[Examples: The Hudsucker Proxy, O Brother, Where Art Thou?, Raising Arizona, The Big Lebowski, Burn After Reading, Fargo]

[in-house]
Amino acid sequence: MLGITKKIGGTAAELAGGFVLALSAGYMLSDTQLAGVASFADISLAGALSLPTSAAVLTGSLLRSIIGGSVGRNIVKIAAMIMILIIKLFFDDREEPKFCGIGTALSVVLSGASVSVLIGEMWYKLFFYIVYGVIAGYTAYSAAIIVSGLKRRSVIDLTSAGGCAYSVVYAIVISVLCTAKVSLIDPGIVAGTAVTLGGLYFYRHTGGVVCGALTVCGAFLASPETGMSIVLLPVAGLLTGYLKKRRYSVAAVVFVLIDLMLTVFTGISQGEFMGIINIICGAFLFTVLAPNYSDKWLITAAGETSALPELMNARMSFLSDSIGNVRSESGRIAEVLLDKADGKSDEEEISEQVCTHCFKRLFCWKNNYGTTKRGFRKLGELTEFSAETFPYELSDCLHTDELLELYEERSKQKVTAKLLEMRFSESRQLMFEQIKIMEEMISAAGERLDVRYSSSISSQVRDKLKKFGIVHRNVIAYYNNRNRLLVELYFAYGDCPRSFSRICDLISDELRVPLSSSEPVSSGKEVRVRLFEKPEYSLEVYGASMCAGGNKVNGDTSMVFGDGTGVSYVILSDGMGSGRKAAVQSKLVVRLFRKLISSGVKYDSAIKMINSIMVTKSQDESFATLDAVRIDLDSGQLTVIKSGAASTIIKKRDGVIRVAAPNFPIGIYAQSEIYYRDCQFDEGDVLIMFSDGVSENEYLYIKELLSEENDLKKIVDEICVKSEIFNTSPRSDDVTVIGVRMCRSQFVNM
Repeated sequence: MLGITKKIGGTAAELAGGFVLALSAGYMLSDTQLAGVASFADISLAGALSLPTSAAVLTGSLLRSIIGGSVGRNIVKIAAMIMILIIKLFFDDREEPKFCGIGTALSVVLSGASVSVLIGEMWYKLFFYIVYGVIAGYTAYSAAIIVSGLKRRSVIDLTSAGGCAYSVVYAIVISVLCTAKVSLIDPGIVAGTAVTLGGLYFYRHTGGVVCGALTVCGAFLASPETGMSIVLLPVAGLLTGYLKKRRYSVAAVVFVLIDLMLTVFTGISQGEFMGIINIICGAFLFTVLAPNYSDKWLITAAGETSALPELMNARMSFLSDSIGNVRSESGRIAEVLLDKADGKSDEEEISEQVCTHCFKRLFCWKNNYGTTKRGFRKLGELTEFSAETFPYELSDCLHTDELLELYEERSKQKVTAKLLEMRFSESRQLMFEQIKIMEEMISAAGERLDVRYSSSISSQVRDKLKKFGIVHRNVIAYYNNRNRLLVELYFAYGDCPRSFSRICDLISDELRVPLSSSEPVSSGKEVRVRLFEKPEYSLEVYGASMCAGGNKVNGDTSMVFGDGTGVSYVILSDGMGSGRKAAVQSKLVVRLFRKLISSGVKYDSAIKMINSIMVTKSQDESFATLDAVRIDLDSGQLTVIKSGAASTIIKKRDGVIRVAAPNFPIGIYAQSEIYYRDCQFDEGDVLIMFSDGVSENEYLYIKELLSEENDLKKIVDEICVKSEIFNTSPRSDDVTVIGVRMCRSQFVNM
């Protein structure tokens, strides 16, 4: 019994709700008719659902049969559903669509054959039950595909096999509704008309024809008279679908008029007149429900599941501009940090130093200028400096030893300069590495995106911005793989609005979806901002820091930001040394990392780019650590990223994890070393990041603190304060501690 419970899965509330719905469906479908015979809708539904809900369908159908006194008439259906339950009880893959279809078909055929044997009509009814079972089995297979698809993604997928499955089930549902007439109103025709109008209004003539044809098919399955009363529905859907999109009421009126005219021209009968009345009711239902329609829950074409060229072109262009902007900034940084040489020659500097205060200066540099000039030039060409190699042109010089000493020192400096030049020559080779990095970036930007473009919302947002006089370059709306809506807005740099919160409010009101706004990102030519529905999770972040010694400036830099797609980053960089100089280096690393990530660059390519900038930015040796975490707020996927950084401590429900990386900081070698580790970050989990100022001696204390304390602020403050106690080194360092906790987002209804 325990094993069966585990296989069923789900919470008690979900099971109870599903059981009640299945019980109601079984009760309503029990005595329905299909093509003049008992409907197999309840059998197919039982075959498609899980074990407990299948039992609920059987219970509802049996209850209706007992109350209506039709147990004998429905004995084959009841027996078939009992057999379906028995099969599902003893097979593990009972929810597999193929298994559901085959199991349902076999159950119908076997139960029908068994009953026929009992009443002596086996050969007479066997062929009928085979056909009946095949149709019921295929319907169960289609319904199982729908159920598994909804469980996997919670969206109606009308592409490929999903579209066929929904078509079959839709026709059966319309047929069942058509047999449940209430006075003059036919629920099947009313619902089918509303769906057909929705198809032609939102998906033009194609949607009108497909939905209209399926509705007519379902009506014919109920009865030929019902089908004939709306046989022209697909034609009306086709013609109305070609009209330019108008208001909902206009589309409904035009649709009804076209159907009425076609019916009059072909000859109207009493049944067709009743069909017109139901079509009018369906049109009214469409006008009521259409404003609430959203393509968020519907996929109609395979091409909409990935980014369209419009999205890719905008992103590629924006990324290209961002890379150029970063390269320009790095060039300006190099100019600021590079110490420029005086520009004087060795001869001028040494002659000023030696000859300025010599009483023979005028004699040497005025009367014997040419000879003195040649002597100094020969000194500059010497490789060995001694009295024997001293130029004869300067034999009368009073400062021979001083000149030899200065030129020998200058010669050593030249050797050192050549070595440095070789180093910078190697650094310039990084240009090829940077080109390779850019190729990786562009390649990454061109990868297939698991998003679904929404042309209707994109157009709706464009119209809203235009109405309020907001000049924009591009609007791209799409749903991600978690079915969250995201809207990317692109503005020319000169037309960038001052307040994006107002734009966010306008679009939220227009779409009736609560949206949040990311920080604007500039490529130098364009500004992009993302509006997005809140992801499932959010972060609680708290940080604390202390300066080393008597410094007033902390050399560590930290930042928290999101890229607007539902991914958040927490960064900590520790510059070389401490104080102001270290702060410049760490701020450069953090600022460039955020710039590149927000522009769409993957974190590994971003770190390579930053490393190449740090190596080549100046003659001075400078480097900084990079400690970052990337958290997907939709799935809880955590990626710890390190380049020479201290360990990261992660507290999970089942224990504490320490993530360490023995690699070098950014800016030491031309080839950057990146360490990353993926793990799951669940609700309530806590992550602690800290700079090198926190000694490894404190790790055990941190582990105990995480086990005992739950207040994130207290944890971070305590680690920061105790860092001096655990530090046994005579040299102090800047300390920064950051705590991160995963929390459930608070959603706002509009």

Jesus-tap-dancing-Christ: do these guys know how to direct dummy characters, or what? It’s hard to pinpoint just one, or even two characters as perfect examples of this trend, for if a Coen Brothers movie didn’t feature an idiot as its lead, then that character was probably surrounded by stupidity on nearly all fronts. Examples of this abound throughout the filmmakers’ canon, and in varying degrees, for there were the no-nonsense, dumb-as-shit folks like “H.I.” (Nicolas Cage) in Raising Arizona, whose perpetual imbecility saw him locked up for a good chunk of his life, much like George Clooney’s “Ulysses Everett McGill” from O Brother, Where Art Thou?, who would have needed fifty I.Q. points to pass a 5th grade equivalency exam. Still, both of these goons would have been able to tutor “Chad Feldheimer” (Brad Pitt) from Burn After Reading, who possessed the intelligence of a euthanized lab rat. Yet even the slightly more perceptive characters within the Coen universe weren’t all that bright, or were too stoned to pass as anything resembling a functioning member of society.